The Constitution and Campaign Reform: Hearings Before the Committee on Rules and Administration, United States Senate, One Hundred Sixth Congress, Second Session, on Constitutional Issues Impacting Campaign Reform, March 22, March 29, April 5, April 12, April 26, May 3, and May 17, 2000

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Page 668 - Those who won our independence believed that the final end of the state was to make men free to develop their faculties; and that in its government the deliberative forces should prevail over the arbitrary. They valued liberty both as an end and as a means. They believed liberty to be the secret of happiness and courage to be the secret of liberty.
Page 635 - The basis of our government being the opinion of the people, the very first object should be to keep that right ; and were it left to me to decide whether we should have a government without newspapers, or newspapers without a government, I should not hesitate a moment to prefer the latter.
Page 274 - Thus we consider this case against the background of a profound national commitment to the principle that debate on public issues should be uninhibited, robust, and wide-open, and that it may well include vehement, caustic, and sometimes unpleasantly sharp attacks on government and public officials.
Page 406 - ... 3. By discrimination in regard to hire or tenure of employment or any term or condition of employment to encourage or discourage membership in any labor organization : Provided, That nothing in this Act, or in any other statute of the United States, shall preclude an employer from making an agreement with a labor organization (not established, maintained, or assisted by any action defined in this Act as an unfair labor practice) to require as a condition of employment membership therein...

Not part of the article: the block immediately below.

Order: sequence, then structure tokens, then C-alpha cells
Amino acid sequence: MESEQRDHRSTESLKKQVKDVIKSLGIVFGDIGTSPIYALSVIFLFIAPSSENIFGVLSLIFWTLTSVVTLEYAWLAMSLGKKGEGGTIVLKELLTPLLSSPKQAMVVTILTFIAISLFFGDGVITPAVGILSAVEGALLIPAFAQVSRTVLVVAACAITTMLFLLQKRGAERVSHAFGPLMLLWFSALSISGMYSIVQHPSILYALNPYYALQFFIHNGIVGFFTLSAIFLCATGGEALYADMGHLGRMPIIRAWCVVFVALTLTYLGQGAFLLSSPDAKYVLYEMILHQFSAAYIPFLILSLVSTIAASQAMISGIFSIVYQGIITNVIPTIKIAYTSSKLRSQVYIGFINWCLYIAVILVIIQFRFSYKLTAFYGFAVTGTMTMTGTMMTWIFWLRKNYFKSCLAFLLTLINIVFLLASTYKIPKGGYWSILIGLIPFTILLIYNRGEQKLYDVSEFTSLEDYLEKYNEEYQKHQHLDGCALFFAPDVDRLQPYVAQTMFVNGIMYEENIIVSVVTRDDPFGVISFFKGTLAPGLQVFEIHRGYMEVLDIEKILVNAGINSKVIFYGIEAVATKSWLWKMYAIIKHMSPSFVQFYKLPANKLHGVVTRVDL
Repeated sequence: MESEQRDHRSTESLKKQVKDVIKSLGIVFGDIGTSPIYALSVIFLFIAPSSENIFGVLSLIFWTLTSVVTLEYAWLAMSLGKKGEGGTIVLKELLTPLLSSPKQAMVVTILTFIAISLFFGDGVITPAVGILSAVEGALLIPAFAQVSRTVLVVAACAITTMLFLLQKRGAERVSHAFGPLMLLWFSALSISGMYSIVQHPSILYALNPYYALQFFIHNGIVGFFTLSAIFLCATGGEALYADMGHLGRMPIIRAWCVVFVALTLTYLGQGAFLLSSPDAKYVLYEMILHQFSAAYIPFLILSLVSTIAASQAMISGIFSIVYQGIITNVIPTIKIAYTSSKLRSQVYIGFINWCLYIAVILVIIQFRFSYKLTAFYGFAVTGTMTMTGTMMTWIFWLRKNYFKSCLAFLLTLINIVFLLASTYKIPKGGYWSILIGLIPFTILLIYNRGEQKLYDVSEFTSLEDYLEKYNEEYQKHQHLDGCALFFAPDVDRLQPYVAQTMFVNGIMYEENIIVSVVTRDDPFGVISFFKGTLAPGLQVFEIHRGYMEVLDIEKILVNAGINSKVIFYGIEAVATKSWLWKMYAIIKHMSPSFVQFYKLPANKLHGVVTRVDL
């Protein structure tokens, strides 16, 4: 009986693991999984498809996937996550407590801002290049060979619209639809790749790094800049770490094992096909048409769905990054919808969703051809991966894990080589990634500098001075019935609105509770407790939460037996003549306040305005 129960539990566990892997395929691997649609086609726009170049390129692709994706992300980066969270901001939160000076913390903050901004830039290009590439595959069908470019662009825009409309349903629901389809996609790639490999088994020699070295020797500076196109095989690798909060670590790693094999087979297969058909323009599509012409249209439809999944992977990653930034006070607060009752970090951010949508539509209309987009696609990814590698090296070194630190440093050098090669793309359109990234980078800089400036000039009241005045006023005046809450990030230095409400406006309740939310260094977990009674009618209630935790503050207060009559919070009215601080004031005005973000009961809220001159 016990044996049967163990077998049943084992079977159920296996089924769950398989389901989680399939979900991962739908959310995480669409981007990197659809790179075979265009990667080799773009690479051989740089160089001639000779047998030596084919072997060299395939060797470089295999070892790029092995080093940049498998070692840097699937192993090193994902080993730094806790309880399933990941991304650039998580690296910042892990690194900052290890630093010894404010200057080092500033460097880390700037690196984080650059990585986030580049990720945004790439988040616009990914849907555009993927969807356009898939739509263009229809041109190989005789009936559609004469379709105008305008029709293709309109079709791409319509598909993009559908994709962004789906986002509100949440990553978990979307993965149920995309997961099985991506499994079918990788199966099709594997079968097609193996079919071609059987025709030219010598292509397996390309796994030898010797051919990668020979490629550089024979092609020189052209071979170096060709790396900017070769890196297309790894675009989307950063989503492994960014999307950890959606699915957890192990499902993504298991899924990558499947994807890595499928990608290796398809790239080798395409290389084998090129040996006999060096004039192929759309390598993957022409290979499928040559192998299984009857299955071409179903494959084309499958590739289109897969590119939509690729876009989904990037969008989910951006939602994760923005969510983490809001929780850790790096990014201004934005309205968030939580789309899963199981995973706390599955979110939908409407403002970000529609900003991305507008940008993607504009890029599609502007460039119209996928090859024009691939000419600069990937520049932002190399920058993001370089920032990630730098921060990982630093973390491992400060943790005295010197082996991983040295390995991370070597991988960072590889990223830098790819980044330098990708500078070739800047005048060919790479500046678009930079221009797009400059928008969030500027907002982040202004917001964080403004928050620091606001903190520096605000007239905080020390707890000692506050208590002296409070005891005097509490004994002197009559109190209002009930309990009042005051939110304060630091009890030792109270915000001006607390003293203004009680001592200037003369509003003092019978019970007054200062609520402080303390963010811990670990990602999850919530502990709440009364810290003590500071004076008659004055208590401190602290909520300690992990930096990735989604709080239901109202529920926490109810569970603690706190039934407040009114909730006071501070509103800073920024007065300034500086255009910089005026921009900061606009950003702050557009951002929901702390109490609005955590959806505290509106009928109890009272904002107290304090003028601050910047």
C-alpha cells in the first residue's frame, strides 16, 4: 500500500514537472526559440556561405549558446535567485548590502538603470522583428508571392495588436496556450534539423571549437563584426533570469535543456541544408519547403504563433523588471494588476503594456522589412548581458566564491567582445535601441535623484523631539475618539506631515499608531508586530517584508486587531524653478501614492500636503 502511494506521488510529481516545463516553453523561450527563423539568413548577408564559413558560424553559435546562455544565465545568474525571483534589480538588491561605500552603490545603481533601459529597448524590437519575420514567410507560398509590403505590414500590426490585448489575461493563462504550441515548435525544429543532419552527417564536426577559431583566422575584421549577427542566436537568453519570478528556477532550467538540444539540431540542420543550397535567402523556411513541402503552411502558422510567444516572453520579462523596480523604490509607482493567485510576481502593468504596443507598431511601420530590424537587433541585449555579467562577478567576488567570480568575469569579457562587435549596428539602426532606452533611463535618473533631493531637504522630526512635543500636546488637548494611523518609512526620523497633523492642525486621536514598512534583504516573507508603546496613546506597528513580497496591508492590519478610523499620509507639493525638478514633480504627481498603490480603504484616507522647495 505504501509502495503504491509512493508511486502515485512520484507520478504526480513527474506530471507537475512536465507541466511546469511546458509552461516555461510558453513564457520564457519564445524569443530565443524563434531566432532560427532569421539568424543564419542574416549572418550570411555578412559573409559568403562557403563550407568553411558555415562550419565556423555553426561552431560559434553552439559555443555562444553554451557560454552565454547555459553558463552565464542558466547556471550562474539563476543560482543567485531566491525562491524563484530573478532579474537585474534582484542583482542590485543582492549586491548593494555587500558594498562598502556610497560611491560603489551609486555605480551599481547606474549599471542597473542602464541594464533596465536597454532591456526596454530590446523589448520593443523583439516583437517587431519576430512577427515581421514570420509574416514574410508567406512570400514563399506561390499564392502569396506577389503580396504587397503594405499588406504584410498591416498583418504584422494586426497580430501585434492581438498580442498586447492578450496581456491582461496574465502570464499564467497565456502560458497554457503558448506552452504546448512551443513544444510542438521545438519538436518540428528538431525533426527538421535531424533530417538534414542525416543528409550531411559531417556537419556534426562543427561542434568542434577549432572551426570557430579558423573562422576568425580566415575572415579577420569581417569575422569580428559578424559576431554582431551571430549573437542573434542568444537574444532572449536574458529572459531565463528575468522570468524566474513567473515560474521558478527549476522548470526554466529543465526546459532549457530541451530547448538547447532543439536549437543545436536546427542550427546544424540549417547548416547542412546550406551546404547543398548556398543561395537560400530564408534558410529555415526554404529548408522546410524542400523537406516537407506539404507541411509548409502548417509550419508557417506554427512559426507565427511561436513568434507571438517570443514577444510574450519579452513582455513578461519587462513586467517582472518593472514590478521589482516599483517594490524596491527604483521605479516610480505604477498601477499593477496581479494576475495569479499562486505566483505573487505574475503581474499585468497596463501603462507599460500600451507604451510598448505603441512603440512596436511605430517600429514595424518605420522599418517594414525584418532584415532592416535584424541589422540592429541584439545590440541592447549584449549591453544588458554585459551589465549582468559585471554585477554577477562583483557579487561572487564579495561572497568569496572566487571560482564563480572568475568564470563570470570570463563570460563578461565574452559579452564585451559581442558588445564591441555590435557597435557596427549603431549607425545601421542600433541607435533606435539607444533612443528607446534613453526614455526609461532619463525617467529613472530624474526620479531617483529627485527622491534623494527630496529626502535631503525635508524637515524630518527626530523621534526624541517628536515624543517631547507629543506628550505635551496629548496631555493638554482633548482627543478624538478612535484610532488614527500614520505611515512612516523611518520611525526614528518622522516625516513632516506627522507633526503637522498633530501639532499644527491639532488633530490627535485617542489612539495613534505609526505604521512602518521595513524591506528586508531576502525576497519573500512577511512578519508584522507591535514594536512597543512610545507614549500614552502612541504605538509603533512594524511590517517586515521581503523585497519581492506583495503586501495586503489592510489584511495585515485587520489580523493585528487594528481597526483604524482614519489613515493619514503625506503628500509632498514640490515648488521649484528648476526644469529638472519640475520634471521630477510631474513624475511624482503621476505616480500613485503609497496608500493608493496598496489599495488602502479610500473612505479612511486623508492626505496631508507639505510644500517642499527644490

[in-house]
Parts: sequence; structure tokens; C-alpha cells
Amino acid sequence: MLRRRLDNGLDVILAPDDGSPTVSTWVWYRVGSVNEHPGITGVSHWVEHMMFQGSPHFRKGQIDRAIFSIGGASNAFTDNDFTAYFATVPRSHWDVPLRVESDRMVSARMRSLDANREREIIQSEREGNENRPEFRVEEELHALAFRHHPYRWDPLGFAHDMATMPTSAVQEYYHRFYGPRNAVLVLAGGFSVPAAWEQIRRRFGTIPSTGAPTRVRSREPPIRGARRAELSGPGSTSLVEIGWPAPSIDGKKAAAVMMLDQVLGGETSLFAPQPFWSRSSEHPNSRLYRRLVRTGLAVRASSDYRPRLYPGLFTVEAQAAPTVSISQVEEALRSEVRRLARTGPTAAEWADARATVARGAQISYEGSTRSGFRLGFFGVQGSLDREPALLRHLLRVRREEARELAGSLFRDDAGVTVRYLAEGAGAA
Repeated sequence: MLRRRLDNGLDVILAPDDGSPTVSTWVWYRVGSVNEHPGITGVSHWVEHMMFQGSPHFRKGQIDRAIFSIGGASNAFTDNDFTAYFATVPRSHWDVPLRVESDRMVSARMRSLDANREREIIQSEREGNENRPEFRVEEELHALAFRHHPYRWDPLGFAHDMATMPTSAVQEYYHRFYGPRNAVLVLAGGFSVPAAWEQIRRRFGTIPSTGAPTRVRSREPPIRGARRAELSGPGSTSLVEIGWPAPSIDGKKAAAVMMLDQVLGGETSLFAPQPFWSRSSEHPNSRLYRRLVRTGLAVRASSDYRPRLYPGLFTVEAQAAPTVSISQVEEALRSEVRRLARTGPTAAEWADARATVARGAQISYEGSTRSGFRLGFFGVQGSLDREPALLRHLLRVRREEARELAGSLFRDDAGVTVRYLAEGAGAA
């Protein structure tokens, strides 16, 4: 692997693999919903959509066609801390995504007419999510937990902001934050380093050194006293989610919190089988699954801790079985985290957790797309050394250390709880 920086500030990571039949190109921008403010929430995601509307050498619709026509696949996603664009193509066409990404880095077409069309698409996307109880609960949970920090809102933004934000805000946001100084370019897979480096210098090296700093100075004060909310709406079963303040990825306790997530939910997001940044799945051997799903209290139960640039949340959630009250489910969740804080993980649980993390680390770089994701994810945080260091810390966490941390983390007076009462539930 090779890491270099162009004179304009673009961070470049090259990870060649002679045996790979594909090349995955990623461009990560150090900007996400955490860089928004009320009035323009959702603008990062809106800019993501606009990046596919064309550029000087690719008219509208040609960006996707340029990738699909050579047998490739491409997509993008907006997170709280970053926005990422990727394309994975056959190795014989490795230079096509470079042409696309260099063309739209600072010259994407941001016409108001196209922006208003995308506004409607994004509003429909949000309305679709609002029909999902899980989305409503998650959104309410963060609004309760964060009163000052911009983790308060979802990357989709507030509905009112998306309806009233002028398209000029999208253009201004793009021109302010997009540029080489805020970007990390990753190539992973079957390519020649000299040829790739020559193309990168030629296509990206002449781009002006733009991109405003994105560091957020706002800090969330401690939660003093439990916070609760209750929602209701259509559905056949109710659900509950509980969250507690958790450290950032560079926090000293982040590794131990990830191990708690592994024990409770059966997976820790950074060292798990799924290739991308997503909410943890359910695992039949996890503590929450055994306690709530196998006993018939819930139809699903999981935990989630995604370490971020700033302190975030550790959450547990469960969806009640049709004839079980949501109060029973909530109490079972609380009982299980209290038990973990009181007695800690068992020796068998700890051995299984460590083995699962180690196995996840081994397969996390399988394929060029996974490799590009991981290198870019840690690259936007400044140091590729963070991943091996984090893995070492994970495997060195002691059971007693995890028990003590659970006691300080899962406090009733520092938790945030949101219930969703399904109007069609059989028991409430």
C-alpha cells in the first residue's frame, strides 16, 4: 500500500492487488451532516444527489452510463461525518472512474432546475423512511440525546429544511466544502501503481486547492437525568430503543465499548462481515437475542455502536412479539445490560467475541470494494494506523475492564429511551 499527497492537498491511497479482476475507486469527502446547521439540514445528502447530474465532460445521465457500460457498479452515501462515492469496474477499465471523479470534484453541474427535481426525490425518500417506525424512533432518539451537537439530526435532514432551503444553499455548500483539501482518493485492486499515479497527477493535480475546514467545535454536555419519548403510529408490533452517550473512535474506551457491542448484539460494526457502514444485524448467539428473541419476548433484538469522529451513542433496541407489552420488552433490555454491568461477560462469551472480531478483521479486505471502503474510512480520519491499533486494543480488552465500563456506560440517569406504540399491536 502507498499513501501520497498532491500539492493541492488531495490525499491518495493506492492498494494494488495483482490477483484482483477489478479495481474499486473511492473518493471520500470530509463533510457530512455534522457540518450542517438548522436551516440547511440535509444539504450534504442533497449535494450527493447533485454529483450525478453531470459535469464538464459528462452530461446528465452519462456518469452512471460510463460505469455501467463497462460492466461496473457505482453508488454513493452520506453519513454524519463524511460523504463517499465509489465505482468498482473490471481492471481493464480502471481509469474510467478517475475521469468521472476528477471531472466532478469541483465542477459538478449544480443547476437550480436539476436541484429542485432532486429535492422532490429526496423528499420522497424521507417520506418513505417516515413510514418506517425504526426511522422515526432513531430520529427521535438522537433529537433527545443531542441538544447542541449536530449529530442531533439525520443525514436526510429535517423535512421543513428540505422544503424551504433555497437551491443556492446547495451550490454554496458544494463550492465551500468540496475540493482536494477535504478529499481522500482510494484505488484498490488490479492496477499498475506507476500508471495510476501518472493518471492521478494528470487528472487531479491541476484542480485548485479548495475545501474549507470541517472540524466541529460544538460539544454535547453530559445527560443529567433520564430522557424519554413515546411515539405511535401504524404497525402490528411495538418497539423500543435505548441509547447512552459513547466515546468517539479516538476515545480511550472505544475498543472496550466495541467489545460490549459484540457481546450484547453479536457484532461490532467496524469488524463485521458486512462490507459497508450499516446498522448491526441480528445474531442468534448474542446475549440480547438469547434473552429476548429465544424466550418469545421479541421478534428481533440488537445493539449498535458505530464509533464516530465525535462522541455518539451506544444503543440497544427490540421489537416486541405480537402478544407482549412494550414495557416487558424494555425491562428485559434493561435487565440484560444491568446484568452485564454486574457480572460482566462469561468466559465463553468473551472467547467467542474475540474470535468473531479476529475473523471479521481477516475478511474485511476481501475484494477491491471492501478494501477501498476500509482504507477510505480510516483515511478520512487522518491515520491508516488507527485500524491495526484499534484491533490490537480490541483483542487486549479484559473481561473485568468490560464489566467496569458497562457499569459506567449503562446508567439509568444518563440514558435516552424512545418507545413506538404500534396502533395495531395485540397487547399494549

Page 407 - ... reasonable grounds for believing that such membership was not available to the employee on the same terms and conditions generally applicable to other members, or (B) if he has reasonable grounds for believing that membership was denied or terminated for reasons other than the failure of the employee to tender the periodic dues and the initiation fees uniformly required as a condition of acquiring or retaining membership...
Page 670 - By a faction I understand a number of citizens, whether amounting to a majority or minority of the whole, who are united and actuated by some common impulse of passion, or of interest, adverse to the rights of other citizens, or to the permanent and aggregate interests of the community. There are two methods of curing the mischiefs of faction: the one, by removing its causes; the other, by controlling its effects.
Page 17 - But the concept that government may restrict the speech of some elements of our society in order to enhance the relative voice of others is wholly foreign to the First Amendment.
Page 295 - There are again two methods of removing the causes of faction: The one, by destroying the liberty which is essential to its existence; the other, by giving to every citizen the same opinions, the same passions, and the same interests.
Page 670 - Liberty is to faction what air is to fire, an aliment without which it instantly expires. But it could not be less folly to abolish liberty, which is essential to political life, because it nourishes faction, than it would be to wish the annihilation of air, which is essential to animal life, because it imparts to fire its destructive agency.
Page 17 - A restriction on the amount of money a person or group can spend on political communication during a campaign necessarily reduces the quantity of expression by restricting the number of issues discussed, the depth of their exploration, and the size of the audience reached.

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